9. ^ Martell, Nevin (2009). Standing Small: A Celebration of 30 Years of the Lego Minifigure. DK. pp. 69. 


  • The Jedi Apprentice series by Dave Wolverton and Jude Watson
  • Episode I: The Phantom Menace, 1st edition paperback, 1999. Terry Brooks, George Lucas, ISBN 0-345-43411-0
  • Episode III: Revenge of the Sith - Novelization, 1st edition hardcover, 2005. Matthew Woodring Stover, George Lucas, ISBN 0-7126-8427-1
  • The Annotated Screenplays, softcover, 1997. George Lucas, Leigh Brackett, Lawrence Kasdan, Laurent Bouzereau, ISBN 0-345-40981-7
  • The Courtship of Princess Leia, 1995. Dave Wolverton, ISBN 0-553-56937-6
  • Mission from Mount Yoda, 1993. Paul Davids, Hollace Davids, ISBN 0-553-15890-2
  • A Guide to the Star Wars Universe, 2nd edition, 1994. Bill Slavicsek, ISBN 0-345-38625-6
  • The Essential guide to Characters (Star Wars), 1st edition, 1995. Andy Mangels, ISBN 0-345-39535-2
  • The New Essential Guide to Characters, 1st edition, 2002. Daniel Wallace, Michael Sutfin, ISBN 0-345-44900-2
  • Star Wars: The Visual Dictionary, hardcover, 1998. David West Reynolds, ISBN 0-7894-3481-4
  • Star Wars: Revenge of the Sith: The Visual Dictionary, hardcover, 2005. James Luceno, ISBN 0-7566-1128-8
  • Star Wars Roleplaying Game: Revised Core Rulebook, hardcover, 2002. Bill Slavicsek, Andy Collins, J.D. Wiker, ISBN 0-7869-2876-X
  • Star Wars Roleplaying Game: Power of the Jedi Sourcebook, hardcover, 2002. Michael Mikaelian, Jeff Grubb, Owen K.C. Stephens, James Maliszewski, ISBN 0-7869-2781-X

External links


Up to date as of January 14, 2010
(Redirected to Star Wars article)

From Wikiquote

This is a disambiguation page; that is, one that points to other pages that might otherwise have the same name. If you followed a link here, you might want to go back and fix that link to point to the appropriate specific page.

Wikipedia has an article about:

The following articles relate to the Star Wars science-fiction universe created by George Lucas:

  • Feature films
    • Star Wars Episode IV: A New Hope (1977)
    • Star Wars Episode V: The Empire Strikes Back (1980)
    • Star Wars Episode VI: Return of the Jedi (1983)
    • Star Wars Episode I: The Phantom Menace (1999)
    • Star Wars Episode II: Attack of the Clones (2002)
    • Star Wars Episode III: Revenge of the Sith (2005)
    • Star Wars: The Clone Wars (2008)
  • TV specials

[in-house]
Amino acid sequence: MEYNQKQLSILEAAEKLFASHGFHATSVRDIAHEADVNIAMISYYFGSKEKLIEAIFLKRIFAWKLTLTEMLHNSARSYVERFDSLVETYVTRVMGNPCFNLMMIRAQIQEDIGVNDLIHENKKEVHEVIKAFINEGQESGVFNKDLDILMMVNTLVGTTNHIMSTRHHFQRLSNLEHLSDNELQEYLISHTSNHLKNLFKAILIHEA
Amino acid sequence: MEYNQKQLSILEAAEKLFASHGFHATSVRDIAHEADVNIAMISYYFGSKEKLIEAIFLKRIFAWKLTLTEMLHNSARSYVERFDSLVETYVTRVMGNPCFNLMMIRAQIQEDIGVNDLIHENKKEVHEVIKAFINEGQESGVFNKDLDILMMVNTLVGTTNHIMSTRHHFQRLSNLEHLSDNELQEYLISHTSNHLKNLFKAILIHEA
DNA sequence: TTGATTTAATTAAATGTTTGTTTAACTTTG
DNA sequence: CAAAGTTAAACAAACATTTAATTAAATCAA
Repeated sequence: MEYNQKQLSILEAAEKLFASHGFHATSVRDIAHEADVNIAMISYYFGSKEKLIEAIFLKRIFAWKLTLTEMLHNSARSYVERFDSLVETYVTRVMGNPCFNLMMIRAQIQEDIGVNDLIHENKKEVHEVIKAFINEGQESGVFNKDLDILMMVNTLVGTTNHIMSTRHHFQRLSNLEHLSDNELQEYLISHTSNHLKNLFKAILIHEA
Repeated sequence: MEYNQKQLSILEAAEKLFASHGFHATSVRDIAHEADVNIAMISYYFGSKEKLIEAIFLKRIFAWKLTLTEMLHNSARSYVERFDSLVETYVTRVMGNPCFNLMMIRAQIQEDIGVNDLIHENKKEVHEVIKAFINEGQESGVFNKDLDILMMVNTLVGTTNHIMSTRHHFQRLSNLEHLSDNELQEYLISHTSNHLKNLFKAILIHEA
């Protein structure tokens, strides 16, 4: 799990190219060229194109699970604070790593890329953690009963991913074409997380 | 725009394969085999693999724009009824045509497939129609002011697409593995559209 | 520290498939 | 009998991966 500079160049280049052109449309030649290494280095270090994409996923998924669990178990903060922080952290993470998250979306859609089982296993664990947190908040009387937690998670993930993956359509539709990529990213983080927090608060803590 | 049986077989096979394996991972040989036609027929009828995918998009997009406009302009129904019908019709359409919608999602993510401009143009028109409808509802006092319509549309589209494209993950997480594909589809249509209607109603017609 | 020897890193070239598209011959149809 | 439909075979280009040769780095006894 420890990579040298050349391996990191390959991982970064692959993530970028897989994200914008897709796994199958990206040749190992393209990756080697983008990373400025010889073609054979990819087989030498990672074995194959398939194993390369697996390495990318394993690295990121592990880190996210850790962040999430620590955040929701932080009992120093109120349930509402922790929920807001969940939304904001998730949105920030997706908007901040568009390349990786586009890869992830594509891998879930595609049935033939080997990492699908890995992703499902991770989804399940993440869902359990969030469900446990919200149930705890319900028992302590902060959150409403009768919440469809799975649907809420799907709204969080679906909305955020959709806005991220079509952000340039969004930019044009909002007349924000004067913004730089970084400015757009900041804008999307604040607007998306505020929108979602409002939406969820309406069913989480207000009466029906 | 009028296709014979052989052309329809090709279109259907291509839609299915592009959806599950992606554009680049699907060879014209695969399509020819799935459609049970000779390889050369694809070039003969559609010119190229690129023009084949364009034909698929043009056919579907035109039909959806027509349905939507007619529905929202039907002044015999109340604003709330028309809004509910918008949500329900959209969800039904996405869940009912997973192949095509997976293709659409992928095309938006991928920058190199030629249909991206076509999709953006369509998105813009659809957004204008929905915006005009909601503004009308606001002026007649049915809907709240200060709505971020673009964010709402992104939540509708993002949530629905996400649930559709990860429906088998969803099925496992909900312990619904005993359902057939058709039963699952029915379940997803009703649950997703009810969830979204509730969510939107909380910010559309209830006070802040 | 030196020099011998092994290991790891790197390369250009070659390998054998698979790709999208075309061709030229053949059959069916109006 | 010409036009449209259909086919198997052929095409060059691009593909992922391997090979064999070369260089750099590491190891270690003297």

• Video games
    • Star Wars Jedi Knight: Jedi Academy
    • Star Wars: Knights of the Old Republic
    • Star Wars: Knights of the Old Republic II: The Sith Lords
    • Star Wars Episode III: Revenge of the Sith
    • Star Wars: The Force Unleashed
    • Star Wars: The Clone Wars Lightsaber Duels
    • Star Wars: Battlefront
    • Star Wars: Battlefront II
  • Miscellaneous


Up to date as of January 15, 2010

Definition from Wiktionary, a free dictionary



Wikipedia has an article on:



Coined for the movie Star Wars Episode V: The Empire Strikes Back. Claimed to be from the Sanskrit word yoddha meaning "warrior" or the Hebrew word yodea meaning "one who knows".


  • enPR: yō'də, IPA: /ˈjəʊdə/, SAMPA: /"j@Ud@/

Proper noun




  1. (Can we verify(+) this sense?) A wise, old Jedi Master in the Star Wars films, introduced in Star Wars Episode V: The Empire Strikes Back.
    • 2006, Briton Hadden, Henry Robinson Luce, Time‎
      It wasn't uncommon to see therapists gazing at him between presentations as though he were Yoda.


See also

External links

Simple English

Yoda is a character from the Star Wars universe. He is a Jedi Master who plays an important part in the films. Frank Oz voices Yoda. For the first three movies Yoda is in, Oz made a puppet and used that. In the last two movies, Episodes II and III, Yoda is done by CGI.


Yoda has lived for over 900 years and not much of his history before Episode I: The Phantom Menace is known. He is an alien, but his race and where he is from are never said. He speaks the same language as everyone else but uses the wrong grammar in sentences. For example, "Teach you, I will" instead of "I will teach you".

Yoda is the oldest and wisest member of the Jedi Council. Even though he is very small, he is very good with a lightsaber and hard to beat in combat.

Other websites

Got something to say? Make a comment.
Your name
Your email address